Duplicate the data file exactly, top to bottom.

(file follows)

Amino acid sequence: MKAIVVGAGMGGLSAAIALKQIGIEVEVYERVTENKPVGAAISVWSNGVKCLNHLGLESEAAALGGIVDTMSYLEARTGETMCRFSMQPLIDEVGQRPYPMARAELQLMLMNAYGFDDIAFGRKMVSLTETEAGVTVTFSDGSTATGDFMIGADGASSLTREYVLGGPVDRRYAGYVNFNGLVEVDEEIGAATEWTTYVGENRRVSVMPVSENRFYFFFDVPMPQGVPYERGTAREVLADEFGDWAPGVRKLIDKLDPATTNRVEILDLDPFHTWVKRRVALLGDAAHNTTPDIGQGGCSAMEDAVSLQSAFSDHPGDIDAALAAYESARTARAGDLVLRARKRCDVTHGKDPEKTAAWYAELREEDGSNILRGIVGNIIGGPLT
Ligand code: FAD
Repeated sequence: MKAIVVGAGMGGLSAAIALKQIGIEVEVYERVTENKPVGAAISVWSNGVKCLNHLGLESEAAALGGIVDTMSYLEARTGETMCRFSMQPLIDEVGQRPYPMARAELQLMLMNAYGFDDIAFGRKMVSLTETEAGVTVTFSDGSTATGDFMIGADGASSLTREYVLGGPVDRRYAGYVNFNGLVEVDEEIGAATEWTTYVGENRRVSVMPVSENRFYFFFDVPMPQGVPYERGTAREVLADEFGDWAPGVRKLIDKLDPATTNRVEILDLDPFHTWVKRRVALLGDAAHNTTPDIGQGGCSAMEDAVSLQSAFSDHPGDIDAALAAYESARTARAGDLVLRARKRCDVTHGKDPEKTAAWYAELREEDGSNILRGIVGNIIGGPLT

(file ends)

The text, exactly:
Amino acid sequence: MKAIVVGAGMGGLSAAIALKQIGIEVEVYERVTENKPVGAAISVWSNGVKCLNHLGLESEAAALGGIVDTMSYLEARTGETMCRFSMQPLIDEVGQRPYPMARAELQLMLMNAYGFDDIAFGRKMVSLTETEAGVTVTFSDGSTATGDFMIGADGASSLTREYVLGGPVDRRYAGYVNFNGLVEVDEEIGAATEWTTYVGENRRVSVMPVSENRFYFFFDVPMPQGVPYERGTAREVLADEFGDWAPGVRKLIDKLDPATTNRVEILDLDPFHTWVKRRVALLGDAAHNTTPDIGQGGCSAMEDAVSLQSAFSDHPGDIDAALAAYESARTARAGDLVLRARKRCDVTHGKDPEKTAAWYAELREEDGSNILRGIVGNIIGGPLT
Ligand code: FAD
Repeated sequence: MKAIVVGAGMGGLSAAIALKQIGIEVEVYERVTENKPVGAAISVWSNGVKCLNHLGLESEAAALGGIVDTMSYLEARTGETMCRFSMQPLIDEVGQRPYPMARAELQLMLMNAYGFDDIAFGRKMVSLTETEAGVTVTFSDGSTATGDFMIGADGASSLTREYVLGGPVDRRYAGYVNFNGLVEVDEEIGAATEWTTYVGENRRVSVMPVSENRFYFFFDVPMPQGVPYERGTAREVLADEFGDWAPGVRKLIDKLDPATTNRVEILDLDPFHTWVKRRVALLGDAAHNTTPDIGQGGCSAMEDAVSLQSAFSDHPGDIDAALAAYESARTARAGDLVLRARKRCDVTHGKDPEKTAAWYAELREEDGSNILRGIVGNIIGGPLT